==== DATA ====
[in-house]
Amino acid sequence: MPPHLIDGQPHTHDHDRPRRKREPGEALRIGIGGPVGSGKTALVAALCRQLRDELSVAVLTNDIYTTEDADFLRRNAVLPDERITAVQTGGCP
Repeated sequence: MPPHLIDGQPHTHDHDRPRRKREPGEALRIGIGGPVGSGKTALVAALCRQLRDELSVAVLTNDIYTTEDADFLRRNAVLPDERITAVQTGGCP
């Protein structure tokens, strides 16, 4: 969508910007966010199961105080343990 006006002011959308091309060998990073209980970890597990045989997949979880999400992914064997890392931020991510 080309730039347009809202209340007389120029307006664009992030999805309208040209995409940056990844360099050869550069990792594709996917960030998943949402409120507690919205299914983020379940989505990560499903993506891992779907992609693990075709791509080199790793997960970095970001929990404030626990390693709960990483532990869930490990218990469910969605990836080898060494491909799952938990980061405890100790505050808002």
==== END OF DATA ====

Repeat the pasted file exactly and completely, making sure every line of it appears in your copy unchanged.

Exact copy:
[in-house]
Amino acid sequence: MPPHLIDGQPHTHDHDRPRRKREPGEALRIGIGGPVGSGKTALVAALCRQLRDELSVAVLTNDIYTTEDADFLRRNAVLPDERITAVQTGGCP
Repeated sequence: MPPHLIDGQPHTHDHDRPRRKREPGEALRIGIGGPVGSGKTALVAALCRQLRDELSVAVLTNDIYTTEDADFLRRNAVLPDERITAVQTGGCP
């Protein structure tokens, strides 16, 4: 969508910007966010199961105080343990 006006002011959308091309060998990073209980970890597990045989997949979880999400992914064997890392931020991510 080309730039347009809202209340007389120029307006664009992030999805309208040209995409940056990844360099050869550069990792594709996917960030998943949402409120507690919205299914983020379940989505990560499903993506891992779907992609693990075709791509080199790793997960970095970001929990404030626990390693709960990483532990869930490990218990469910969605990836080898060494491909799952938990980061405890100790505050808002």